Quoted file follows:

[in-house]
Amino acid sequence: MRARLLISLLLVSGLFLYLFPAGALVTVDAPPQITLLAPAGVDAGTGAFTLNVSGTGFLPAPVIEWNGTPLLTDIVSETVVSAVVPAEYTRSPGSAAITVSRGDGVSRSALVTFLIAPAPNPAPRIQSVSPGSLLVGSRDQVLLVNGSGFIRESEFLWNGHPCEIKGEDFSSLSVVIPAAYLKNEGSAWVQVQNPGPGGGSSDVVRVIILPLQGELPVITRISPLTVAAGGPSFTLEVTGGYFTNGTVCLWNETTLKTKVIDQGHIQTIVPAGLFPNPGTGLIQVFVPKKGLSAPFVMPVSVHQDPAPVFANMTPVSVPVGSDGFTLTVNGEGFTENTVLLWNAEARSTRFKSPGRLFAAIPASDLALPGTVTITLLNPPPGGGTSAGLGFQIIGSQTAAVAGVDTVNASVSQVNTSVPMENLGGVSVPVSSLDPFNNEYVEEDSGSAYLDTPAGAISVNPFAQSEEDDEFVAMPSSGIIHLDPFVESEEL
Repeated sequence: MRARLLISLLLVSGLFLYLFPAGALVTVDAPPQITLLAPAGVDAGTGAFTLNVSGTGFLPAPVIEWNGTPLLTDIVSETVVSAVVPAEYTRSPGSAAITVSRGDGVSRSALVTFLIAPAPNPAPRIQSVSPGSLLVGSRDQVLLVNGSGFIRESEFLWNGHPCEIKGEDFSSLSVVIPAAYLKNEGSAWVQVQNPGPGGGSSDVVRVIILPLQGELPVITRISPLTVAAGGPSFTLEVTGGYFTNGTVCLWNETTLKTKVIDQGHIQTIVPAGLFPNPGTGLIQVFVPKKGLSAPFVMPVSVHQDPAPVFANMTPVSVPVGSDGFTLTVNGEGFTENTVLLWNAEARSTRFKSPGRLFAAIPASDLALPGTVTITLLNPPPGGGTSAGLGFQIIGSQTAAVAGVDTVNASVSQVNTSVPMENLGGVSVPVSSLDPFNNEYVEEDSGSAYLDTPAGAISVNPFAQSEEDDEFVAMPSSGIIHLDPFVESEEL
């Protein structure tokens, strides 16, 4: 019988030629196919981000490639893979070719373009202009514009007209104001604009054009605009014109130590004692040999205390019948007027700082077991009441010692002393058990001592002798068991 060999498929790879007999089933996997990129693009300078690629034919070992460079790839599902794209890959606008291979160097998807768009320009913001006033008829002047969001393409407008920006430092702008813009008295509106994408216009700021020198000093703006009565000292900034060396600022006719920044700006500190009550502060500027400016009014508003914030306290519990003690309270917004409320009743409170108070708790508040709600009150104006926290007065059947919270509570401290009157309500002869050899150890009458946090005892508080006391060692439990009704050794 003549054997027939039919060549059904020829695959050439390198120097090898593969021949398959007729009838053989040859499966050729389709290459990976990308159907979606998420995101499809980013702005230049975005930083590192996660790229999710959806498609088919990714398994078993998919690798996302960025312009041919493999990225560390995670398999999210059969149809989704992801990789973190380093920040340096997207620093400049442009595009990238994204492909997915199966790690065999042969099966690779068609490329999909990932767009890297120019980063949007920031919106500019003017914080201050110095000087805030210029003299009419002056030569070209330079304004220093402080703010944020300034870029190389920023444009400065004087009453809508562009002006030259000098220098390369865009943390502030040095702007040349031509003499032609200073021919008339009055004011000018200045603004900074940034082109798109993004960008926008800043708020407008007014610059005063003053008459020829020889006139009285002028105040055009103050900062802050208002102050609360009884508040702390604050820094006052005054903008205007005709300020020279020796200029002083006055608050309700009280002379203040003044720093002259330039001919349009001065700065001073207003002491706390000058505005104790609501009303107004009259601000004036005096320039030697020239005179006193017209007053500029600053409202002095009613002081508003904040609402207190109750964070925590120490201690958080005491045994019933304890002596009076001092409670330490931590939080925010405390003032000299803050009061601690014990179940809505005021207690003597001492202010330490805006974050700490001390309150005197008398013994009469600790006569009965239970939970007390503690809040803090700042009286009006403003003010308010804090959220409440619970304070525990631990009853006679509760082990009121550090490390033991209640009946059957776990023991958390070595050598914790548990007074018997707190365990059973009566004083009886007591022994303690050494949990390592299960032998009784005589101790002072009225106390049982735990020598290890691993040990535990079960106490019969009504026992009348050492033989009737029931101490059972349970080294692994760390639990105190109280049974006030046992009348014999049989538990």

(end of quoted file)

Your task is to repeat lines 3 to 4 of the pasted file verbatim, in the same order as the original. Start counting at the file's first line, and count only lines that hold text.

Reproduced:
Repeated sequence: MRARLLISLLLVSGLFLYLFPAGALVTVDAPPQITLLAPAGVDAGTGAFTLNVSGTGFLPAPVIEWNGTPLLTDIVSETVVSAVVPAEYTRSPGSAAITVSRGDGVSRSALVTFLIAPAPNPAPRIQSVSPGSLLVGSRDQVLLVNGSGFIRESEFLWNGHPCEIKGEDFSSLSVVIPAAYLKNEGSAWVQVQNPGPGGGSSDVVRVIILPLQGELPVITRISPLTVAAGGPSFTLEVTGGYFTNGTVCLWNETTLKTKVIDQGHIQTIVPAGLFPNPGTGLIQVFVPKKGLSAPFVMPVSVHQDPAPVFANMTPVSVPVGSDGFTLTVNGEGFTENTVLLWNAEARSTRFKSPGRLFAAIPASDLALPGTVTITLLNPPPGGGTSAGLGFQIIGSQTAAVAGVDTVNASVSQVNTSVPMENLGGVSVPVSSLDPFNNEYVEEDSGSAYLDTPAGAISVNPFAQSEEDDEFVAMPSSGIIHLDPFVESEEL
């Protein structure tokens, strides 16, 4: 019988030629196919981000490639893979070719373009202009514009007209104001604009054009605009014109130590004692040999205390019948007027700082077991009441010692002393058990001592002798068991 060999498929790879007999089933996997990129693009300078690629034919070992460079790839599902794209890959606008291979160097998807768009320009913001006033008829002047969001393409407008920006430092702008813009008295509106994408216009700021020198000093703006009565000292900034060396600022006719920044700006500190009550502060500027400016009014508003914030306290519990003690309270917004409320009743409170108070708790508040709600009150104006926290007065059947919270509570401290009157309500002869050899150890009458946090005892508080006391060692439990009704050794 003549054997027939039919060549059904020829695959050439390198120097090898593969021949398959007729009838053989040859499966050729389709290459990976990308159907979606998420995101499809980013702005230049975005930083590192996660790229999710959806498609088919990714398994078993998919690798996302960025312009041919493999990225560390995670398999999210059969149809989704992801990789973190380093920040340096997207620093400049442009595009990238994204492909997915199966790690065999042969099966690779068609490329999909990932767009890297120019980063949007920031919106500019003017914080201050110095000087805030210029003299009419002056030569070209330079304004220093402080703010944020300034870029190389920023444009400065004087009453809508562009002006030259000098220098390369865009943390502030040095702007040349031509003499032609200073021919008339009055004011000018200045603004900074940034082109798109993004960008926008800043708020407008007014610059005063003053008459020829020889006139009285002028105040055009103050900062802050208002102050609360009884508040702390604050820094006052005054903008205007005709300020020279020796200029002083006055608050309700009280002379203040003044720093002259330039001919349009001065700065001073207003002491706390000058505005104790609501009303107004009259601000004036005096320039030697020239005179006193017209007053500029600053409202002095009613002081508003904040609402207190109750964070925590120490201690958080005491045994019933304890002596009076001092409670330490931590939080925010405390003032000299803050009061601690014990179940809505005021207690003597001492202010330490805006974050700490001390309150005197008398013994009469600790006569009965239970939970007390503690809040803090700042009286009006403003003010308010804090959220409440619970304070525990631990009853006679509760082990009121550090490390033991209640009946059957776990023991958390070595050598914790548990007074018997707190365990059973009566004083009886007591022994303690050494949990390592299960032998009784005589101790002072009225106390049982735990020598290890691993040990535990079960106490019969009504026992009348050492033989009737029931101490059972349970080294692994760390639990105190109280049974006030046992009348014999049989538990």